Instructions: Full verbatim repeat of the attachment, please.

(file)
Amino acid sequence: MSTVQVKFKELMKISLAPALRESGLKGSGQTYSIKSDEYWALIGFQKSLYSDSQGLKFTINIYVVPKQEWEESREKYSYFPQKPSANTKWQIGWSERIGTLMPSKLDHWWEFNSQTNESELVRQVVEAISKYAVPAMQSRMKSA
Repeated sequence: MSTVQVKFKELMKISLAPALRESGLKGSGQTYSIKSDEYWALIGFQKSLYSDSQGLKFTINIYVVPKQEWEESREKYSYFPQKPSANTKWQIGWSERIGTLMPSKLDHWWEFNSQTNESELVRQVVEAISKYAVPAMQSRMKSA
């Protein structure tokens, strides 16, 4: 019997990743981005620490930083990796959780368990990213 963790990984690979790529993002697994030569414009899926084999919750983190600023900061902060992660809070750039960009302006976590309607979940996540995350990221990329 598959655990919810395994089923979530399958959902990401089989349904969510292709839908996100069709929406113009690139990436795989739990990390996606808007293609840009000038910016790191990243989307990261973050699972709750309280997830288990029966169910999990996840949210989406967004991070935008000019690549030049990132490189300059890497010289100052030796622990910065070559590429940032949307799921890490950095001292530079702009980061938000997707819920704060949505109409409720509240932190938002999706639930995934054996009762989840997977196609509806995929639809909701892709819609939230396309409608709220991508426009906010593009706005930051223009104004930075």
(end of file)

Amino acid sequence: MSTVQVKFKELMKISLAPALRESGLKGSGQTYSIKSDEYWALIGFQKSLYSDSQGLKFTINIYVVPKQEWEESREKYSYFPQKPSANTKWQIGWSERIGTLMPSKLDHWWEFNSQTNESELVRQVVEAISKYAVPAMQSRMKSA
Repeated sequence: MSTVQVKFKELMKISLAPALRESGLKGSGQTYSIKSDEYWALIGFQKSLYSDSQGLKFTINIYVVPKQEWEESREKYSYFPQKPSANTKWQIGWSERIGTLMPSKLDHWWEFNSQTNESELVRQVVEAISKYAVPAMQSRMKSA
């Protein structure tokens, strides 16, 4: 019997990743981005620490930083990796959780368990990213 963790990984690979790529993002697994030569414009899926084999919750983190600023900061902060992660809070750039960009302006976590309607979940996540995350990221990329 598959655990919810395994089923979530399958959902990401089989349904969510292709839908996100069709929406113009690139990436795989739990990390996606808007293609840009000038910016790191990243989307990261973050699972709750309280997830288990029966169910999990996840949210989406967004991070935008000019690549030049990132490189300059890497010289100052030796622990910065070559590429940032949307799921890490950095001292530079702009980061938000997707819920704060949505109409409720509240932190938002999706639930995934054996009762989840997977196609509806995929639809909701892709819609939230396309409608709220991508426009906010593009706005930051223009104004930075």